Violence-free workplaces

By: Madrileña de la Cerna December 14,2014 - 11:53 AM

To culminate the 18-day campaign to end violence against women this year, a forum on Making Workplaces VAW-FREE was held on Dec. 10 which is also International Human Rights Day at the UP Cebu Union Building Conference Hall. Organized by the UP Cebu Office of Anti-Sexual Harassment (OASH), GAD Office and Sidlak GRC 7, the forum had for its resource person lawyer Virginia Palanca-Santiago, former assistant Ombudsman for the Visayas and  president of the board of directors of the Legal Alternatives for Women, Inc. Dr. Weena Gera, UP Cebu GAD coordinator, brought out an interesting point in her welcome remarks – how to convince men that women are co-contributors to development.

Santiago gave a  comprehensive review of Republic Act 7877 otherwise known as the Anti-Sexual Harassment Act of 1995. It clearly defines sexual harassment as a form of misconduct involving an act or a series of unwelcome sexual advances, requests for sexual favors, or other verbal or physical behavior of a sexual nature, made directly or indirectly under the following instances:  where the behavior causes discrimination, insecurity, discomfort, offense or humiliation to another person or group, where submission to such conduct made either implicitly or explicitly a condition of employment, or where submission or rejection of such conduct is used as a basis for any employment decision, and the behavior interferes with a person’s work performance or creating intimidating, hostile or offensive work environment.

The places of the commission of sexual harassment are: in a work-related environment where the possible offenders are the employer, employee, manager, supervisor, agent of the employer; education environment where the possible offenders are the teacher, instructor, professor; and the training environment where the possible offenders are the coach and the trainor. Other kinds of offenders are those who have the authority, influence or moral ascendancy over another, those who direct or induce others to commit any act of sexual harassment, and those who cooperate in the commission of the act of sexual harassment without which it would not have happened. Specifically, in the work-related environment, sexual favor is a condition in hiring or in the employment, re-employment or continued employment of the individual. Refusal to grant the sexual favor results in limiting, segregating or classifying the employee which in any way could discriminate, deprive or diminish employment opportunities; employees’ rights and privileges are impaired under existing labor laws; creates a hostile or offensive environment for the employee.  In the education and training environment, sexual favor is a condition for a passing grade, honors or scholarships, granting of allowances or other benefits.  Refusal of sexual demand results in an intimidating, hostile or offensive environment for students, trainees or apprentice.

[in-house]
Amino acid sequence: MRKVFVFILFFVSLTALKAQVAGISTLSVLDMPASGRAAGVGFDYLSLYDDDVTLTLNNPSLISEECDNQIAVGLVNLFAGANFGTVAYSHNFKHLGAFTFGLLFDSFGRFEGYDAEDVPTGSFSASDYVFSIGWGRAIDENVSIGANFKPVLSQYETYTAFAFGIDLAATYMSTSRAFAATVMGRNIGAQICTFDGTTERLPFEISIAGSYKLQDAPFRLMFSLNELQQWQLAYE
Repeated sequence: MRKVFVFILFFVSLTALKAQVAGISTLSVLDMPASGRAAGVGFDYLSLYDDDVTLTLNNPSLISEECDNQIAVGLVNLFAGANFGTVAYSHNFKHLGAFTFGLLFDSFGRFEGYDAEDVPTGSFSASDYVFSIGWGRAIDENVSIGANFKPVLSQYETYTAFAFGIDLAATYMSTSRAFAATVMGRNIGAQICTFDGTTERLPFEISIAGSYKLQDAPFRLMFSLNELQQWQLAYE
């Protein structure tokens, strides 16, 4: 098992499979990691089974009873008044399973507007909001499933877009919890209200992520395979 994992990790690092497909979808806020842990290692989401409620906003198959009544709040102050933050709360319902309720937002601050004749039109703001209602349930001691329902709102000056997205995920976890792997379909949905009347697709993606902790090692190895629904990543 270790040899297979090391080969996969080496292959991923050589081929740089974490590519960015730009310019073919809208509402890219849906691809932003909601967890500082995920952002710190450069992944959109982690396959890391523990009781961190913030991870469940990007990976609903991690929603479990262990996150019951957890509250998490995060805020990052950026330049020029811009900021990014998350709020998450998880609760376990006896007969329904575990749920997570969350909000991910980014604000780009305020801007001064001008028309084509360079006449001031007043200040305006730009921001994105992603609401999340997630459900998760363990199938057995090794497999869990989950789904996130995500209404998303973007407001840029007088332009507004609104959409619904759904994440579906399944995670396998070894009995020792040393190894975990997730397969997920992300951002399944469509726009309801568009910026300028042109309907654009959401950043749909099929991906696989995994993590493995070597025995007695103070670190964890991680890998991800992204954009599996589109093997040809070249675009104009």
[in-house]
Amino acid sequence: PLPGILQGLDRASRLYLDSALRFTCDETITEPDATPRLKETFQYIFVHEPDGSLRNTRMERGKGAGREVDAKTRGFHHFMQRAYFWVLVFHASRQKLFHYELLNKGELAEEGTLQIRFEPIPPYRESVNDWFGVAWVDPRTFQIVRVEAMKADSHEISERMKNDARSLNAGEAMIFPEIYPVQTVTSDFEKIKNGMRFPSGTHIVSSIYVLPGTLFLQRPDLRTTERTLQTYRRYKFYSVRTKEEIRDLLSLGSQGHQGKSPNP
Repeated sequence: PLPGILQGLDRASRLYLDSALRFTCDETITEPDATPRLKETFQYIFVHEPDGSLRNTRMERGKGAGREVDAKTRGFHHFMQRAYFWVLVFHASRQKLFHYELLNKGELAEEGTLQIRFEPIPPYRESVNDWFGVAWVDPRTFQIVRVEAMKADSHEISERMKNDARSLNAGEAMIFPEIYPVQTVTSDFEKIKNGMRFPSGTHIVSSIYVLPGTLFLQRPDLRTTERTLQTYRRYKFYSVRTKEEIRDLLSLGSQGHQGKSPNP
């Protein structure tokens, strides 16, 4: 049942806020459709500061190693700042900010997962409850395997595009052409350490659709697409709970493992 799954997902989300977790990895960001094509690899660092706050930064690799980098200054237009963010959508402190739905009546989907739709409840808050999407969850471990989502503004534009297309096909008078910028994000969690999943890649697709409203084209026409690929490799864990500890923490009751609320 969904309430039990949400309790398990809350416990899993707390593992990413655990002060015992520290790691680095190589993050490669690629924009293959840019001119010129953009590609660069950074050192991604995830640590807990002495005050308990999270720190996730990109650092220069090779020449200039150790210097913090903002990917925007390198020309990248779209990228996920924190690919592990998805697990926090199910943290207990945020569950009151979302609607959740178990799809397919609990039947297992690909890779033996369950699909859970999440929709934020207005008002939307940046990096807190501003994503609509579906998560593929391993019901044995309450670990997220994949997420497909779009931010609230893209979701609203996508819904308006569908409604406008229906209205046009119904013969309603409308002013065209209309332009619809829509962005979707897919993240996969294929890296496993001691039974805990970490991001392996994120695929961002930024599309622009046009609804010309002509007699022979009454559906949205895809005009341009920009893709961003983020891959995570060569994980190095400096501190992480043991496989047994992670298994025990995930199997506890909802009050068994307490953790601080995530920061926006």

Three types of sexual harassment were identified:  “quid pro quo sexual harassment” – this for that – also known as sexual blackmail.  The victim is made to submit herself to sexual advances over promises of higher pay, promotions or better working conditions; “reverse quid pro quo sexual harassment” where the victim’s  refusal to accede to sexual favors results in diminution of salary, demotion, or other adverse effects on the status of the victim as a worker; “hostile environment sexual harassment” where the perpetrator makes no promises or threats to the victim but the sexual conduct  already ha an adverse effect on the victim who is uncomfortable and intimidated and can no longer work effectively and sees the workplace as hostile, offensive and intimidating.

Sexual harassment comes in four forms:  written contact (sexually suggestive or obscene letters, notes or invitations); verbal contact (comments, threats, slurs, epithets, jokes and sexual propositions); visual contact (leering or staring at another’s body, displaying sexually suggestive objects or pictures, cartoons, poster or magazines); physical contact (intentional touching, pinching, brushing another person’s body or impending a blocking movement, assault and coercing sexual intercourse).

Santiago shared actual cases in her experiences at the Office of the Ombusdman-Visayas. The first was the case  against the head of the Office of the Ombudsman which eventually resulted in his dismissal. There have been a number of cases of sexual harassment against heads of offices but court decisions varied.  To prevent or deter the commission   and provide procedures for the resolution of such cases,  heads of offices or employers should promulgate appropriate rules  in consultation with and jointly approved by the employees, trainees and students, through their representatives, prescribing procedures for the investigation of sexual harassment cases and administrative sanctions.  Another is to create a committee on decorum and investigation (CODI) which should conduct meetings to increase understanding and prevent incidents of sexual harassment, and to conduct investigation of alleged cases of sexual harassment.

Reactors from government agencies and academe expressed the need to amend certain features of  RA 7877 like the liability of the employer which is very light.  But Atty. Santiago emphatically articulated the great need for  proper lawyering in dealing with cases of sexual harassment.

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TAGS: Cebu, human rights, violence, women, women and children
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